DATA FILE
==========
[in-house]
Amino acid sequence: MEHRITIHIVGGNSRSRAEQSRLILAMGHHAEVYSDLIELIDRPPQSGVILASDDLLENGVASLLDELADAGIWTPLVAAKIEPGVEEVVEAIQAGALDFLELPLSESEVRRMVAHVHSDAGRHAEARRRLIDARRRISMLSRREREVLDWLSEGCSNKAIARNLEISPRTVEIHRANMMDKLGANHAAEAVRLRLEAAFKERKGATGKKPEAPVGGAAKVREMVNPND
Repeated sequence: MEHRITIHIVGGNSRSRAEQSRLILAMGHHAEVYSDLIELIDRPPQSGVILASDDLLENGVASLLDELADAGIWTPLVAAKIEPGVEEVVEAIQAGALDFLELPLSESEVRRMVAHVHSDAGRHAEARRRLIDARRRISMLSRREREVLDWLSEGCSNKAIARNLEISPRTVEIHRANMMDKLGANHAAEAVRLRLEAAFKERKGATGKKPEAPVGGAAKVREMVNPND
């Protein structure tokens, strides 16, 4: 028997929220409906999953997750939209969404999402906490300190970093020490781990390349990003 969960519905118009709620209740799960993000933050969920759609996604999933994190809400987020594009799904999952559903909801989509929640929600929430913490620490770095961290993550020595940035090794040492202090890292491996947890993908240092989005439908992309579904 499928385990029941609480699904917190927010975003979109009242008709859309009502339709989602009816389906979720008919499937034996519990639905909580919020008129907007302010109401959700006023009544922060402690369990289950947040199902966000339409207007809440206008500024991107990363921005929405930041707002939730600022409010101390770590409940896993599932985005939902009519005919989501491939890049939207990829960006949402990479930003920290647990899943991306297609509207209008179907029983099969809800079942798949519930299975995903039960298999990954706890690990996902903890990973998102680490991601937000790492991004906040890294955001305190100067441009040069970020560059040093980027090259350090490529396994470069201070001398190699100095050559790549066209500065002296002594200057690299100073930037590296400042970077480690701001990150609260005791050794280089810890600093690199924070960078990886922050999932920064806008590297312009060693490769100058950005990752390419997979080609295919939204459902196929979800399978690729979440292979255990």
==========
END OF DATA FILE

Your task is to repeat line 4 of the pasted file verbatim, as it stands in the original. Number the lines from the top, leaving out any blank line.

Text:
């Protein structure tokens, strides 16, 4: 028997929220409906999953997750939209969404999402906490300190970093020490781990390349990003 969960519905118009709620209740799960993000933050969920759609996604999933994190809400987020594009799904999952559903909801989509929640929600929430913490620490770095961290993550020595940035090794040492202090890292491996947890993908240092989005439908992309579904 499928385990029941609480699904917190927010975003979109009242008709859309009502339709989602009816389906979720008919499937034996519990639905909580919020008129907007302010109401959700006023009544922060402690369990289950947040199902966000339409207007809440206008500024991107990363921005929405930041707002939730600022409010101390770590409940896993599932985005939902009519005919989501491939890049939207990829960006949402990479930003920290647990899943991306297609509207209008179907029983099969809800079942798949519930299975995903039960298999990954706890690990996902903890990973998102680490991601937000790492991004906040890294955001305190100067441009040069970020560059040093980027090259350090490529396994470069201070001398190699100095050559790549066209500065002296002594200057690299100073930037590296400042970077480690701001990150609260005791050794280089810890600093690199924070960078990886922050999932920064806008590297312009060693490769100058950005990752390419997979080609295919939204459902196929979800399978690729979440292979255990």